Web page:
In 1898, Charles Elliot, president of Harvard University, stated that science should be taught in a rational way with instruments in hand, not only from books. It was a statement that Mike Eastman said could have been written today.
Since 2013, Eastman and nine other faculty from RIT’s College of Applied Science and Technology and NTID have been part of a doctoral program selected for its focus on improving STEM education. Four years later, he and Jeanne Christman, associate professor, and George Zion, professor, both in CAST, defended their doctoral dissertations as part of the Curriculum, Instruction and the Science of Learning program, based at the University of Buffalo.
And like the RIT undergraduate and graduate students they teach, both are graduating this May. Their coursework became as transformational an experience for them as it is for their students. It is influencing how both teach engineering technology and build collaborative learning environments for their students.
“In 100 years, we haven’t appreciably changed the way we teach or the way we do engineering education. We need to reflect on what we do as teachers and educators,” said Eastman, department chair of electrical, computer and telecommunications engineering technology (ECTET). His dissertation is “The journey from educator to engineering education researcher.” Christman detailed “Where are all the women engineers? An insider’s view of socialization and power in engineering education” for her dissertation. Zion presented “PLTW’s Long-Term Effects on Engineering Academic Success.”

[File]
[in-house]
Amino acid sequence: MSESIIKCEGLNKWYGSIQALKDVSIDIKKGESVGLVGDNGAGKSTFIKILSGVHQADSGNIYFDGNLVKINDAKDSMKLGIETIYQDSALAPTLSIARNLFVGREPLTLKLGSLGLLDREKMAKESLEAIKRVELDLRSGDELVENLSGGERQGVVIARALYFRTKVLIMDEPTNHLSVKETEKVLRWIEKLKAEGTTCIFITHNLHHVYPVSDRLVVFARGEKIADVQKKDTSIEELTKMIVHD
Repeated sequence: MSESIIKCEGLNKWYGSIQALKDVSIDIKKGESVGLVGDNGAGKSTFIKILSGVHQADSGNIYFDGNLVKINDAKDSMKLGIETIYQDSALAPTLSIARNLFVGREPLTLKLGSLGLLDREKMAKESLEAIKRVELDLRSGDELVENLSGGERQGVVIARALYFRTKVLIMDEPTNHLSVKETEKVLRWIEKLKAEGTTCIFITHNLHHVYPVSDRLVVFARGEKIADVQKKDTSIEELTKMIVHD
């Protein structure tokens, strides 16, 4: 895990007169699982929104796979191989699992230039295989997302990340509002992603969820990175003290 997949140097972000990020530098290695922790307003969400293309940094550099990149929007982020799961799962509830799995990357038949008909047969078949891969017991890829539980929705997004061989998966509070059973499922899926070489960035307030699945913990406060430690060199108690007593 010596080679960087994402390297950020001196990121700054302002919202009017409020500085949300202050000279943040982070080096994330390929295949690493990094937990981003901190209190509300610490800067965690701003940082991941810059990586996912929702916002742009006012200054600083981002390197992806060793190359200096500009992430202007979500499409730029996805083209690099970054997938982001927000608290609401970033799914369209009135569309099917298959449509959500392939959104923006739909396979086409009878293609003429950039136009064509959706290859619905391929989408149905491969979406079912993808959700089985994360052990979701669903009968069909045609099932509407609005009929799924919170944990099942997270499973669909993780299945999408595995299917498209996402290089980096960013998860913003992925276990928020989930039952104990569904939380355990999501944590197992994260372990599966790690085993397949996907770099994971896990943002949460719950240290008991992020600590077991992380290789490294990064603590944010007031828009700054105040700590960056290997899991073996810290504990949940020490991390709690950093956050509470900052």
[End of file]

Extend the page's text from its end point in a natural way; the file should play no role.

Their work calls for a shift away from the current strategies for preparing university faculty to a model that includes underpinnings in educational theory. The doctoral program challenged the cohort group to think beyond traditional perspectives to consider how STEM education could be more welcoming to a diverse body of learners.
In her interviews with current faculty and students of both genders, Christman found that in some instances, engineering classes are conducted like competitions. Her insights inspired her to give young STEM students an edge in how they are learning by providing even more opportunities for hands-on learning and to collaborate with peers—skills necessary for the workplace. Engineering education should not be an academic boot camp, she said. With more awareness of the impact of this culture on all learners and how educators can change their practices, Christman believes classroom dynamics can be improved and a more diverse population of students can be attracted to the discipline.
Both Eastman and Christman found the program, with its emphasis on educating skilled engineers in applied research and the “science of learning,” a challenge but transformational. As long-time faculty with experience as engineers in industry, their newly acquired expertise in STEM education makes them well prepared to impact changes in engineering education and to contribute to the growing body of engineering education research. It also opens the door for a larger pool of research-faculty to help develop CAST’s first doctoral degree program at RIT. Even broader than that, their work may also influence a new generation of STEM professionals.
Other Ph.D. candidates in the curriculum, instruction and the science of learning program are: Steven Ciccarelli, associate professor in ECTET; Michael Parthum, associate professor, William Leonard, associate professor, both in manufacturing and mechanical engineering technology; Daniel Johnson, professor and department chair, packaging science; Maureen Valentine, professor, civil engineering technology/environmental management and safety; and Annemarie Ross, instructional faculty, science and mathematics, NTID. Michael Slifka, senior lecturer, manufacturing and mechanical engineering technology completed coursework to earn a Master of Science in education.